Serve over this carrot salad.

Serves about 4.

If you make this recipe, I'd love to see it - tag it #101cookbooks on Instagram!

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Nona, the "greek yogurt" we have here is sort of a recent fad, I think. It is thick (about as thick as American sour cream, if that helps), unsweetened and tangy. I would guess that your homemade yogurt would be a good substitute. Heidi note: yes, homemade yogurt would be great. Alternately you can drain regular plain yogurt that you buy here in the US through cheesecloth for a couple hours, and that will thicken it right up.Thanks for the comment Angela.


I have the same problems with my friends and tempeh. It's usually all over when they ask for the description. I wish I could say something other then compressed soybean cake. . . Great recipe, I'm always looking for more tofu ideas!


Hi Heidi - I just love your approach to cooking and have been lurking on this blog for months now - even though I live halfway across the globe... pl tell me, what is Greek Yoghurt? I live in India and its not availble here. Here we make yoghurt at home. We call it "dahi", its reasonably firm (can be made firmer by hanging it up in muslin), its fresh, and unsweetened. Will this do?


i was one of those tofu-haters until i started hanging out with vegetarians and became curious. so one day i was out at a local burrito/wrap chain here in boston (it's called boloco) and decided to get my usual summer wrap (White Tortilla, Jack Cheese, Lime Rice, Black Beans, Mango Salsa, Cilantro) with baked tofu in it instead of chicken. heavenly! i order tofu when i go out because there's no way my husband will eat it... but maybe grilling could fool him into trying it!


How can one make soy yogurt if access to these products is limited? I live in northern Ontario, Canada and vegetarianism (let alone veganism) is a very revolutionary concept. I find that I have a very limited supply of ingredients, yet these recipes look so wonderful. Usually I have to substitute tofu and soy for some ingredients, but it certainly wouldn't make sense to substitute plain tofu for a yogurt marinade! Thank you for any advice that I can get. And thank you for these great recipes. They open up a whole new world for my husband and I.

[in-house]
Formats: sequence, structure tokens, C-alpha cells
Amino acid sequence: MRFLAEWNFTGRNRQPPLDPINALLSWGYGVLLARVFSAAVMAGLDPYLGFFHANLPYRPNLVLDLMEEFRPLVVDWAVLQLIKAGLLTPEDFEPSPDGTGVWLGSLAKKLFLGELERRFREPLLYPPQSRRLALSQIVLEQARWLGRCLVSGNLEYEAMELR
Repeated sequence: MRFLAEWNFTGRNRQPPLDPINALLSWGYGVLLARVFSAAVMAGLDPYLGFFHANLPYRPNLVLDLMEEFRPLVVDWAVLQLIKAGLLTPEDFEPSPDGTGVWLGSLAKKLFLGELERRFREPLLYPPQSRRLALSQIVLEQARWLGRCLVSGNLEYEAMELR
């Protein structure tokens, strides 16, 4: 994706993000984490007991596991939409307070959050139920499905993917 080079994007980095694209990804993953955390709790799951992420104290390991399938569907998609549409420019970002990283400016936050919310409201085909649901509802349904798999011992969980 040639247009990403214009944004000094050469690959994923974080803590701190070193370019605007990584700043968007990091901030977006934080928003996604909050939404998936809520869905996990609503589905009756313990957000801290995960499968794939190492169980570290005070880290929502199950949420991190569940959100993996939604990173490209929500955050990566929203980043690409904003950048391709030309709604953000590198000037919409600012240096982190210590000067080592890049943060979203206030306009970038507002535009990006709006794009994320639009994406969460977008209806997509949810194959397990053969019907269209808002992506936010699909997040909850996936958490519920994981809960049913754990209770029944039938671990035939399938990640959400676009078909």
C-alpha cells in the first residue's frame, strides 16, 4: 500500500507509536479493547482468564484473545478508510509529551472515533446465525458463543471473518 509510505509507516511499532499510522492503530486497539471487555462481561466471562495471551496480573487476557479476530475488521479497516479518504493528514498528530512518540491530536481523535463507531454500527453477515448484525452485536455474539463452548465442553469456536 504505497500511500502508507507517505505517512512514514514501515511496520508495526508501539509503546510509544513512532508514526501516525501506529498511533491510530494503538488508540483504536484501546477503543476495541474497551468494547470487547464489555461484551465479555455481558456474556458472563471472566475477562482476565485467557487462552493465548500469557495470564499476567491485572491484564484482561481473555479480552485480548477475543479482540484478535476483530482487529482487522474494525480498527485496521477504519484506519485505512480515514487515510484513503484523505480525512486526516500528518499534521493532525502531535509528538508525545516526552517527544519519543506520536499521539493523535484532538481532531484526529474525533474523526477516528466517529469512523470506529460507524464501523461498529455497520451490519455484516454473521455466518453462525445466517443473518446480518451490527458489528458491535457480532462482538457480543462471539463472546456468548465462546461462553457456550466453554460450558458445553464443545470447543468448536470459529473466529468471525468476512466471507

This recipe looks DELICIOUS, not to mention Easy AND Gluten-Free!! Thanks so much for sharing - I've only recently discovered 101 Cookbooks and I'm so glad I did. Amber :)

amber :)

Too early for grilling in S.F.? No, ma'am! I survived last Friday night's gale force (ok, slight exageration...) winds on a west-facing Potrero deck to grill-up the tastiest ribs. I cube, marinate (usually garam masala + extra cumin) and then bake (425 for 30 min) a big loaf of Wildwood super-firm tofu once a week and add it to a variety of dishes. You were my inspiration for this - although I rarely grill it. The yogurt slather sounds good - no, very good. Thank for all the superb recipes - you've inspired me on many occasions.


I loved the tofu recipe. I am a vegetarian and I am always in the lookout for new ways to try tofu. I also wanted to say I love your blog... and now that I am starting my own blog, its an inspiration!!


This looks tofu & luckily have a meat eating bf who actually likes it too! I just tried your caramelized tofu last night, which was great, and looking forward to trying this soon too.


Citizen Jane and in Berlin: I've experiemented with soy yogurt in place of regular in recipes and things turned out fine. Silk makes a plain soy yogurt-I think the consistency is similiar to regular. I've used it for dips like tzatziki sauce and dressings for pita salads.


Heidi -- I realize you don't generally respond to comments, but I'm hoping you might make an exception in this case... Could you suggest a way of making this vegan? What else might achieve what the yogurt does? best, your biggest expat fan p.s. we have wonderful tofu here in Berlin!

in Berlin